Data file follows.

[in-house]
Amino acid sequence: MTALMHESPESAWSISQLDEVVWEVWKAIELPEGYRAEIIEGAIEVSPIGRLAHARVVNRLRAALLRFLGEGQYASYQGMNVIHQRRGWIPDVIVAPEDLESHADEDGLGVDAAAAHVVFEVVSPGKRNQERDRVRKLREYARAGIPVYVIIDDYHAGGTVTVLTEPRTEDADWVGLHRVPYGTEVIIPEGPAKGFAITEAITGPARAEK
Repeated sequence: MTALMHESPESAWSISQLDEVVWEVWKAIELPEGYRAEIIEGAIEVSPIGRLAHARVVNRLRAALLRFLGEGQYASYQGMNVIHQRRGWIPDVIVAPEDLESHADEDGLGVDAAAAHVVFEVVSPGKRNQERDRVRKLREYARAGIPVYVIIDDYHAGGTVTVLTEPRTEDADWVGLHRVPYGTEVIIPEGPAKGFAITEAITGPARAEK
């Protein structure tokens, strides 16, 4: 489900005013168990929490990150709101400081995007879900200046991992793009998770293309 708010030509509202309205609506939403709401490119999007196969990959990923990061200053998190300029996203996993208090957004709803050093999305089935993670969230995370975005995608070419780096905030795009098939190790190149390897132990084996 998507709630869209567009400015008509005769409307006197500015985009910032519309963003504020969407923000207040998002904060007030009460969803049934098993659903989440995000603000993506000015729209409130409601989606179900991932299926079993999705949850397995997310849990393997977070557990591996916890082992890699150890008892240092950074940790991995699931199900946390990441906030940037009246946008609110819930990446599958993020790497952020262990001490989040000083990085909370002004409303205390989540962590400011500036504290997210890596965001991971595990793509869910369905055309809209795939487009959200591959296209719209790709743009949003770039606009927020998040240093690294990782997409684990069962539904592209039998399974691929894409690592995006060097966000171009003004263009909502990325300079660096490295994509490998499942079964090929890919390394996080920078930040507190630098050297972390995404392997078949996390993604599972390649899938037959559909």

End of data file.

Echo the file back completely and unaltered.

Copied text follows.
[in-house]
Amino acid sequence: MTALMHESPESAWSISQLDEVVWEVWKAIELPEGYRAEIIEGAIEVSPIGRLAHARVVNRLRAALLRFLGEGQYASYQGMNVIHQRRGWIPDVIVAPEDLESHADEDGLGVDAAAAHVVFEVVSPGKRNQERDRVRKLREYARAGIPVYVIIDDYHAGGTVTVLTEPRTEDADWVGLHRVPYGTEVIIPEGPAKGFAITEAITGPARAEK
Repeated sequence: MTALMHESPESAWSISQLDEVVWEVWKAIELPEGYRAEIIEGAIEVSPIGRLAHARVVNRLRAALLRFLGEGQYASYQGMNVIHQRRGWIPDVIVAPEDLESHADEDGLGVDAAAAHVVFEVVSPGKRNQERDRVRKLREYARAGIPVYVIIDDYHAGGTVTVLTEPRTEDADWVGLHRVPYGTEVIIPEGPAKGFAITEAITGPARAEK
């Protein structure tokens, strides 16, 4: 489900005013168990929490990150709101400081995007879900200046991992793009998770293309 708010030509509202309205609506939403709401490119999007196969990959990923990061200053998190300029996203996993208090957004709803050093999305089935993670969230995370975005995608070419780096905030795009098939190790190149390897132990084996 998507709630869209567009400015008509005769409307006197500015985009910032519309963003504020969407923000207040998002904060007030009460969803049934098993659903989440995000603000993506000015729209409130409601989606179900991932299926079993999705949850397995997310849990393997977070557990591996916890082992890699150890008892240092950074940790991995699931199900946390990441906030940037009246946008609110819930990446599958993020790497952020262990001490989040000083990085909370002004409303205390989540962590400011500036504290997210890596965001991971595990793509869910369905055309809209795939487009959200591959296209719209790709743009949003770039606009927020998040240093690294990782997409684990069962539904592209039998399974691929894409690592995006060097966000171009003004263009909502990325300079660096490295994509490998499942079964090929890919390394996080920078930040507190630098050297972390995404392997078949996390993604599972390649899938037959559909």